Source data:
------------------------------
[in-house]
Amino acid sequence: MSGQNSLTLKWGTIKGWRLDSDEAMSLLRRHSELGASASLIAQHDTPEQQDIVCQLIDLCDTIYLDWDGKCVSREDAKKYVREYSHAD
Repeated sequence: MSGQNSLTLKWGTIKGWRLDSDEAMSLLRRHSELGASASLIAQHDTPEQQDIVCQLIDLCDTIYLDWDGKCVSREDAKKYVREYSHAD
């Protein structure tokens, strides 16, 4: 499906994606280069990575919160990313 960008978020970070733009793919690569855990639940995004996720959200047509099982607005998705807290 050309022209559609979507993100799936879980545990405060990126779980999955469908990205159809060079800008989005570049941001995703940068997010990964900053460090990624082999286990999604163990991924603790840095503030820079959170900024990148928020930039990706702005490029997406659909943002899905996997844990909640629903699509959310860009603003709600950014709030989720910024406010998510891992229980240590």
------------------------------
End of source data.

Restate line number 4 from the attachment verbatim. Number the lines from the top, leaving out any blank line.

């Protein structure tokens, strides 16, 4: 499906994606280069990575919160990313 960008978020970070733009793919690569855990639940995004996720959200047509099982607005998705807290 050309022209559609979507993100799936879980545990405060990126779980999955469908990205159809060079800008989005570049941001995703940068997010990964900053460090990624082999286990999604163990991924603790840095503030820079959170900024990148928020930039990706702005490029997406659909943002899905996997844990909640629903699509959310860009603003709600950014709030989720910024406010998510891992229980240590």